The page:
White House Roundtable - Carolina Country

White House Roundtable

Discussion focuses on growing rural America’s economy

By Michael E.C. Gery

White House Roundtable
Representing the Obama administration, Rural Utilities Service administrator Jonathan Adelstein (left) said a discussion on improving North Carolina’s rural economy, hosted recently by the state’s electric cooperatives, was one of the most impressive ones he’s seen. Shown with him is Joe Brannan, CEO of the co-ops’ statewide organizations. Photo by Michael Gery.

North Carolina's electric cooperatives in June hosted a discussion on the partnership between the U.S. Rural Utilities Service (RUS) and the businesses and agencies guiding North Carolina's economic development. RUS administrator Jonathan Adelstein said the meeting was "one of the most impressive I have seen" in a series of such meetings. He said the Obama Administration initiated the White House Roundtable on Business & Infrastructure series to "hear from the business community about what we can do to help grow the economy and rural America."

RUS, an agency within the U.S. Department of Agriculture, is the successor to the Rural Electrification Administration (REA) that was instrumental in helping electric cooperatives form and bring power to rural communities in the 1930s and 1940s. Today, RUS administers USDA's Rural Development Utilities Program that manages more than $165 billion in loans and loan guarantees that are at work to improve the economic stability of rural communities, businesses, residents, farmers and ranchers and improve the quality of life in rural areas. Electric cooperatives have long been a prime mover in bringing these programs to their service areas.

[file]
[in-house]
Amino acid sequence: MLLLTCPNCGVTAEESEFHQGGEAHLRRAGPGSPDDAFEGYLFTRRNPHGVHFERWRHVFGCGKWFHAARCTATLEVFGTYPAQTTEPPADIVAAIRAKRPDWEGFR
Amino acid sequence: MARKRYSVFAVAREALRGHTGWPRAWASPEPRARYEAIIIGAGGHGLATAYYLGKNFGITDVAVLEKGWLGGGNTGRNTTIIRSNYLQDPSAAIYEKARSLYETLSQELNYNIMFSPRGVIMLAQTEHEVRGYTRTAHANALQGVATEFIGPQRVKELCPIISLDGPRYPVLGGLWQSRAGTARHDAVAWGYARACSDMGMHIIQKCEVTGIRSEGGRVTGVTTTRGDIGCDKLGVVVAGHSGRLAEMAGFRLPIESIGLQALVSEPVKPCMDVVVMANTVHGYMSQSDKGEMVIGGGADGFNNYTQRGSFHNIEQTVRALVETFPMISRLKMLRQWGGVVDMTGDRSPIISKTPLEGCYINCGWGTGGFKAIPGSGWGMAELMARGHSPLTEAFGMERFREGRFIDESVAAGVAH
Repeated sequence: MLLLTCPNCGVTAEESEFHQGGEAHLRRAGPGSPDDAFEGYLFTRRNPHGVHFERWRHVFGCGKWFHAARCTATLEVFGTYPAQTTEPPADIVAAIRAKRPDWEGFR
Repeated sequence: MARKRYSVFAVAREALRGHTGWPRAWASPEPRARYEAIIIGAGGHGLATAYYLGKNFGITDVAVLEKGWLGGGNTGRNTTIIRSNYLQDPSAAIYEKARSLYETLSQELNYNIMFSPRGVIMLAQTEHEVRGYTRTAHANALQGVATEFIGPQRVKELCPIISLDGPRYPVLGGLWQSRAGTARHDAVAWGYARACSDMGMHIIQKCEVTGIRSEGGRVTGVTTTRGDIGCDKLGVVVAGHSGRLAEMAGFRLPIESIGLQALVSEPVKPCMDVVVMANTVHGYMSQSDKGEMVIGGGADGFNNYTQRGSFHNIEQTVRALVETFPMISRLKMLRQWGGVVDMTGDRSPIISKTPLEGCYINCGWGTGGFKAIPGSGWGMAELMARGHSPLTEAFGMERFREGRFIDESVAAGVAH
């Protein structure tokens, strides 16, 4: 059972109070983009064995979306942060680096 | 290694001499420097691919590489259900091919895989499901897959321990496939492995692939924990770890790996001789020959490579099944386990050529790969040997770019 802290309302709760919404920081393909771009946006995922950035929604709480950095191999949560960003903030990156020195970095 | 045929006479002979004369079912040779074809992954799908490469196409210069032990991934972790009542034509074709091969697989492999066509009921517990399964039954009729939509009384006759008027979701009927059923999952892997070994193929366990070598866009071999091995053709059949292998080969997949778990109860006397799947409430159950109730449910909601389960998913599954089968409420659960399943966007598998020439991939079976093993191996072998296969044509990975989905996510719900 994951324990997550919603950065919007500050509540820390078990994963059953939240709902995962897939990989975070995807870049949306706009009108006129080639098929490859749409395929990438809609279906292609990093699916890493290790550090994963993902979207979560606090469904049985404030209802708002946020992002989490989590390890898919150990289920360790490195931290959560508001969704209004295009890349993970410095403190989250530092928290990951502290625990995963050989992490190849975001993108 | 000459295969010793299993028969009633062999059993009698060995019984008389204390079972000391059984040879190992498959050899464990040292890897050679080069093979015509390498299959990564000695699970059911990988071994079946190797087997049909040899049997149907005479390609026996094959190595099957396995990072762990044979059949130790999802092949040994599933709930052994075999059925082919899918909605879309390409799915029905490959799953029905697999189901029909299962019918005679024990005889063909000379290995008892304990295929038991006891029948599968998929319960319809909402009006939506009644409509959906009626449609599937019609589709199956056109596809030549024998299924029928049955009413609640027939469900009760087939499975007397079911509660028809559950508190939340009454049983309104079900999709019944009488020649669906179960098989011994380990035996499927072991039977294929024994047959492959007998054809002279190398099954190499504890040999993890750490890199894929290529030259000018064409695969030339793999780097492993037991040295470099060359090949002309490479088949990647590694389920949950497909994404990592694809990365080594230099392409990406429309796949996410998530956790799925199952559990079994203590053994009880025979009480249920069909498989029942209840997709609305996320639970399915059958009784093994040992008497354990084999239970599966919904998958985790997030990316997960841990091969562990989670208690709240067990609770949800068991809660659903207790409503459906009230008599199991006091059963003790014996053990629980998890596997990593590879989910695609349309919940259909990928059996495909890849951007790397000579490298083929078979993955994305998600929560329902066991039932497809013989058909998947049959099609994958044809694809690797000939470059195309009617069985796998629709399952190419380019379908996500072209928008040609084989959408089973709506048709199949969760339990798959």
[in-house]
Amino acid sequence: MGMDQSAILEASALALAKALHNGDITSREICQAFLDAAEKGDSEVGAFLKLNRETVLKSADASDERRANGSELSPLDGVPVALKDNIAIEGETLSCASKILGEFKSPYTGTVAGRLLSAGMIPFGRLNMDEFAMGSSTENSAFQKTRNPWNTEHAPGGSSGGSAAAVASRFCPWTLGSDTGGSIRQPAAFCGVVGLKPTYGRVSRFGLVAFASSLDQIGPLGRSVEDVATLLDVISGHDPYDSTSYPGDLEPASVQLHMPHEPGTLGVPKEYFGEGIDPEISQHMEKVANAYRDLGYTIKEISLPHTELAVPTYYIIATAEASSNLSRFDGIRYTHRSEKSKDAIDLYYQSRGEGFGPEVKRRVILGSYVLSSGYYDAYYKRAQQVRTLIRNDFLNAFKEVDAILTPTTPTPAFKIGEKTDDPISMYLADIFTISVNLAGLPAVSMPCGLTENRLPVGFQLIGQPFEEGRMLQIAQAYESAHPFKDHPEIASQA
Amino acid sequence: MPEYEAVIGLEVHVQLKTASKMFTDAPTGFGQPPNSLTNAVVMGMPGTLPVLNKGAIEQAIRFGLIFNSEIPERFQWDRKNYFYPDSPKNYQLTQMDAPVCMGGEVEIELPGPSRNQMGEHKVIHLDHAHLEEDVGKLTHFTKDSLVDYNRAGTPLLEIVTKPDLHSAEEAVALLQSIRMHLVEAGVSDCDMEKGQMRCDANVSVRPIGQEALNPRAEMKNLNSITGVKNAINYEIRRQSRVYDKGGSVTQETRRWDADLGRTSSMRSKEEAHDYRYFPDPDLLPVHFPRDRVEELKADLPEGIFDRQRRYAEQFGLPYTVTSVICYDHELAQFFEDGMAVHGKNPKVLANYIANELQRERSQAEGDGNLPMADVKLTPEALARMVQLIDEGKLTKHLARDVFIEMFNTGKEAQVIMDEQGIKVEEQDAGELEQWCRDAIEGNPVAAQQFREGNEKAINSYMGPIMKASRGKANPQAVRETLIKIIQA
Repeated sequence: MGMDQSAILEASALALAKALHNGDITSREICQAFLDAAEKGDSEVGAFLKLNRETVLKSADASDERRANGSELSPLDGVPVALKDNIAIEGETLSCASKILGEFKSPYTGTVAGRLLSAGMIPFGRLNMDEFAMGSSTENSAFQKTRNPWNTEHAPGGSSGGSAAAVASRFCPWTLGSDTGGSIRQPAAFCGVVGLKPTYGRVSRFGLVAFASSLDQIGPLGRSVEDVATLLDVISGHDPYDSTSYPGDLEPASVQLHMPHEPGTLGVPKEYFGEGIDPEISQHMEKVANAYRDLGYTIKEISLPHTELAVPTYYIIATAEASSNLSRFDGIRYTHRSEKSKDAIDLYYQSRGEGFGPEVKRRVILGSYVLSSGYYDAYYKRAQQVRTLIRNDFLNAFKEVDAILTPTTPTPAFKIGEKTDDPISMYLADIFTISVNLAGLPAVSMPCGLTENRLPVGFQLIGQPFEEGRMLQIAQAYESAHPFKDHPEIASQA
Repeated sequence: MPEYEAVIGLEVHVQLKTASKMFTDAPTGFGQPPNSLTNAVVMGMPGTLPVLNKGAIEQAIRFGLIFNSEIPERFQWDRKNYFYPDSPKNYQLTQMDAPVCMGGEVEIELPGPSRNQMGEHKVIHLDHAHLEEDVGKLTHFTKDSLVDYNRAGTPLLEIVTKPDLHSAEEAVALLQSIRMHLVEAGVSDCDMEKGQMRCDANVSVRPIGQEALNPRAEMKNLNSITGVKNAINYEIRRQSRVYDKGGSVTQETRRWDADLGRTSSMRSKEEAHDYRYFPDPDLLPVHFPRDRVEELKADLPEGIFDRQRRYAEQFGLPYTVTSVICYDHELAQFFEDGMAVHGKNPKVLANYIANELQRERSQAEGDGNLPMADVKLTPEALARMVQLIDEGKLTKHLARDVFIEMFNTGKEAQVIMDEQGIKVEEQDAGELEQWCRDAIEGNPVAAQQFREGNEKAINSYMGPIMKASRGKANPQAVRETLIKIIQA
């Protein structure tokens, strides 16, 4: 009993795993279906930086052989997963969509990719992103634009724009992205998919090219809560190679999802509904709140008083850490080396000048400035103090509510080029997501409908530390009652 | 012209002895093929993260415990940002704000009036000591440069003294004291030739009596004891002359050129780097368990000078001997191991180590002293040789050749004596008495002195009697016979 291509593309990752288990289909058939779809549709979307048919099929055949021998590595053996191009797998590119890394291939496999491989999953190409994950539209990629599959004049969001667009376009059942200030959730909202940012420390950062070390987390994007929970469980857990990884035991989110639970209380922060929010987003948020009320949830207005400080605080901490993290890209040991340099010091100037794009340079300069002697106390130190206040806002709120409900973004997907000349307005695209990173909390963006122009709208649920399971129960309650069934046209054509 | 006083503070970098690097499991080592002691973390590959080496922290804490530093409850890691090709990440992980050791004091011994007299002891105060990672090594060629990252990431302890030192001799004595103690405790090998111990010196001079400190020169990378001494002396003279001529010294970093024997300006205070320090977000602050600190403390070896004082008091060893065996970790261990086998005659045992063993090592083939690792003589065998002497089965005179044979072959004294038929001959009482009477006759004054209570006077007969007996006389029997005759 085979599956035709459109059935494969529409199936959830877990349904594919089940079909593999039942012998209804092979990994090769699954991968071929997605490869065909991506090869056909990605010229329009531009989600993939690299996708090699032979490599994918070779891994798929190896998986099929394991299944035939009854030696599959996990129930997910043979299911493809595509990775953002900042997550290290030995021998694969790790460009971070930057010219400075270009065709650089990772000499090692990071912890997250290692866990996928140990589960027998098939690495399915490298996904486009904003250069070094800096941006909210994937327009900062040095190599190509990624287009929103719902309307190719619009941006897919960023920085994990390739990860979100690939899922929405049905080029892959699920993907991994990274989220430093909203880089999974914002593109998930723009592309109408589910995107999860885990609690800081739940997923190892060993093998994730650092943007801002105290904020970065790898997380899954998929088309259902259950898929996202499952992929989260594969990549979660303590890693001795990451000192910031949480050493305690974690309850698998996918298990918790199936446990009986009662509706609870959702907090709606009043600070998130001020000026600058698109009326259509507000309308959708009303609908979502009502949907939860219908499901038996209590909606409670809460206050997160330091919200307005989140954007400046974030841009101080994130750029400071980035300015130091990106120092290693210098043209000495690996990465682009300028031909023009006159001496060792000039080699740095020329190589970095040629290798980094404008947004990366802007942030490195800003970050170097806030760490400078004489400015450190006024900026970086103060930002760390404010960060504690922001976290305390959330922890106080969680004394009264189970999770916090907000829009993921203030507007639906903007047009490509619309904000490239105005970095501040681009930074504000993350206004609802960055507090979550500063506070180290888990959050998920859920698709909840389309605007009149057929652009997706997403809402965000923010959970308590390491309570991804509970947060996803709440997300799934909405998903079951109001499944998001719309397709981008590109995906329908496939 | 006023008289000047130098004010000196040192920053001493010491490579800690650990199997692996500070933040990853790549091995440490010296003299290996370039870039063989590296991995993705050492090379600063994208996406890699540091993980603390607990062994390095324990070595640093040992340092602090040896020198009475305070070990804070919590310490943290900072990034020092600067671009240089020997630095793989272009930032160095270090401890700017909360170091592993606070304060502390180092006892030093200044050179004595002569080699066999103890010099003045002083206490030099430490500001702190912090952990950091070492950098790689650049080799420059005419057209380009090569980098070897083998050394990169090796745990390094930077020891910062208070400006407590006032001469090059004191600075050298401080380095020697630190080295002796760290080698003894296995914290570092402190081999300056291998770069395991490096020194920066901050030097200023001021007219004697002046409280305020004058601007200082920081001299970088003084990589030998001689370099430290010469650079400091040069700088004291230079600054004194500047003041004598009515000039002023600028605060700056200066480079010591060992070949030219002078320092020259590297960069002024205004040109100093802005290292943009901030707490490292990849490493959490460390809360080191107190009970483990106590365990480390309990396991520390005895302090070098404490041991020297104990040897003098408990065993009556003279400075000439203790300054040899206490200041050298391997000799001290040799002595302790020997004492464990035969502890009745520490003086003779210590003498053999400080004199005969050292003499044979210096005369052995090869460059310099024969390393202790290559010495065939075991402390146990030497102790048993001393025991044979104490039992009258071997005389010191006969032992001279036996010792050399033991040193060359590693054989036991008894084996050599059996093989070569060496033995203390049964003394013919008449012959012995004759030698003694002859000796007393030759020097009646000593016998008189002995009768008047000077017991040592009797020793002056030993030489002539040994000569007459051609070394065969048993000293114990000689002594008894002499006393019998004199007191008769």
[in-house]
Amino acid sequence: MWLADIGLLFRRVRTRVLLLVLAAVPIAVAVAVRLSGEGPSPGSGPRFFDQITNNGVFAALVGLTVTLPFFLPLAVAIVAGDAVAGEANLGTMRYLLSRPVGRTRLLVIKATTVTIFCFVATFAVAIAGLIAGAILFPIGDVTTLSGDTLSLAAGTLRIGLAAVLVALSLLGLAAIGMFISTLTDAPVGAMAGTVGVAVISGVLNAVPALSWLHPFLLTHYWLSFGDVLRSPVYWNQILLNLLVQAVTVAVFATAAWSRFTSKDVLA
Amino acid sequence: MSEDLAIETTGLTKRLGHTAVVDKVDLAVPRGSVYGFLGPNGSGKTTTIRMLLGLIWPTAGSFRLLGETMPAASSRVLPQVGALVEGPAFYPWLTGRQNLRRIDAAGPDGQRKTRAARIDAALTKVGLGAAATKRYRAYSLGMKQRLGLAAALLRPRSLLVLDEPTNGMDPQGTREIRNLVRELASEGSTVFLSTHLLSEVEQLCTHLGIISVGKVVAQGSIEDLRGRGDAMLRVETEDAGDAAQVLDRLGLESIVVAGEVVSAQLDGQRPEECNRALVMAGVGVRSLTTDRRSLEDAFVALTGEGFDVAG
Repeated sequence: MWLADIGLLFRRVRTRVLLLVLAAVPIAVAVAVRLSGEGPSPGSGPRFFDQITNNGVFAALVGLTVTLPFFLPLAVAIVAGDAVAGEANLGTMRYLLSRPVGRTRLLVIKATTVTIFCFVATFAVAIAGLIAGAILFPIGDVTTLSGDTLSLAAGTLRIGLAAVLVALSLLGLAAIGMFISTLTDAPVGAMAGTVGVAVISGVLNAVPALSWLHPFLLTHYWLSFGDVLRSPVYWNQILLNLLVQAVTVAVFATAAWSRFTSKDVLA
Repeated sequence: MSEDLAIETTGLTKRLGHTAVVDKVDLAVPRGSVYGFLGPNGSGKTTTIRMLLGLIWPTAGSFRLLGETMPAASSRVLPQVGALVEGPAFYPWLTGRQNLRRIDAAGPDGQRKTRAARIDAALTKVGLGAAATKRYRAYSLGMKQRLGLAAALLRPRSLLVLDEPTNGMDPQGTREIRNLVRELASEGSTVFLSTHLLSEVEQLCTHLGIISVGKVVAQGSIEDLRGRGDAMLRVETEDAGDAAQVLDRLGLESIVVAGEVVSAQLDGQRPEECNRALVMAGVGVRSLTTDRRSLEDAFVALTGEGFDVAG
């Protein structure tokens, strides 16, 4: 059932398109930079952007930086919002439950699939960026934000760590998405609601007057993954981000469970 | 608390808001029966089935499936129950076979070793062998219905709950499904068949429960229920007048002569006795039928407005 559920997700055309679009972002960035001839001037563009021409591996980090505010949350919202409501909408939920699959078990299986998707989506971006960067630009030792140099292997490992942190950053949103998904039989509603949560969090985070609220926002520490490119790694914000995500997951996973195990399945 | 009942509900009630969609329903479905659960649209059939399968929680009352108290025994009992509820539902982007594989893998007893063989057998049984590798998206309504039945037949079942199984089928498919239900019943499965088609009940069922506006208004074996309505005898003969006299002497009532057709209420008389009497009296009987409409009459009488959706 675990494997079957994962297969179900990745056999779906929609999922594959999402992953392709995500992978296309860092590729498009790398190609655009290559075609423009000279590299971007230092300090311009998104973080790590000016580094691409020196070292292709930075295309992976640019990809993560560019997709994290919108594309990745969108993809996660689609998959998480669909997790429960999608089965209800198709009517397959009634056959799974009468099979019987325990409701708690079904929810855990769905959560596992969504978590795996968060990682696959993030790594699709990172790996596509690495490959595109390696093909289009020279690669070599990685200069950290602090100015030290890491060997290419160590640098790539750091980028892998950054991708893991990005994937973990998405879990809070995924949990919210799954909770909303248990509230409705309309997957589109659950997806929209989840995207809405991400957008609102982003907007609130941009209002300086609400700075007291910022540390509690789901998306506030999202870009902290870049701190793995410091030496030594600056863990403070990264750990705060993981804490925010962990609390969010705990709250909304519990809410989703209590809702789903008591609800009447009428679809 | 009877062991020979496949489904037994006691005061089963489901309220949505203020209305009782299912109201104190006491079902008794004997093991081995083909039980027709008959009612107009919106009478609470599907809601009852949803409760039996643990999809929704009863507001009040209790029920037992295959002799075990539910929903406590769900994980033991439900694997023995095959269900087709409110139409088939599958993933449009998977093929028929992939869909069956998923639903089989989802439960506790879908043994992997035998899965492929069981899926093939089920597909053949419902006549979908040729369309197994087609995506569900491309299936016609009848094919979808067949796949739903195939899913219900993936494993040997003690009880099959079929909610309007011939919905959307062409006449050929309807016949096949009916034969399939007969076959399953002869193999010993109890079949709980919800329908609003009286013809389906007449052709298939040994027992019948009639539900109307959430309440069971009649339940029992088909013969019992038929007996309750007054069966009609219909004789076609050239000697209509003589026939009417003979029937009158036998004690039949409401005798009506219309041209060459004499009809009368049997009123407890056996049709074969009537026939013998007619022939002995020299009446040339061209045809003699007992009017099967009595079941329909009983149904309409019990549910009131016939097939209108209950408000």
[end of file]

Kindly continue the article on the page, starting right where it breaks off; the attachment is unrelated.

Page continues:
Besides Adelstein and electric cooperative leaders, those attending the White House Roundtable included representatives from the N.C. Chamber of Commerce, Department of Commerce, Rural Economic Development Center, Institute for Minority Economic Development, Golden Leaf Foundation, Farm Bureau, community colleges, telephone cooperatives and various businesses.

Much of the discussion focused on developing and maintaining infrastructure that can attract and keep businesses and create jobs. Elements include water and sewer systems, broadband communication, business parks and agriculture and energy-related services. Adelstein and Randall Gore, USDA's rural development director for North Carolina, praised the state's work in advancing broadband, telemedicine and distance learning services for rural communities. In early June, USDA funded more than $500,000 in grants for such services based at the health center on Ocracoke and Vidant health centers based in Chowan, Duplin, Edgecombe, Hertford and Pitt counties.

USDA Rural Development has seven area offices and 14 field offices across the state. Area office locations are in Asheville, Shelby, Lumberton, Asheboro, Henderson, Kinston and Smithfield. Further information on rural programs is available at a local USDA Rural Development office or by visiting the USDA Rural Development website at www.rurdev.usda.gov.

About the Author

Michael E.C. Gery is the editor of Carolina Country.

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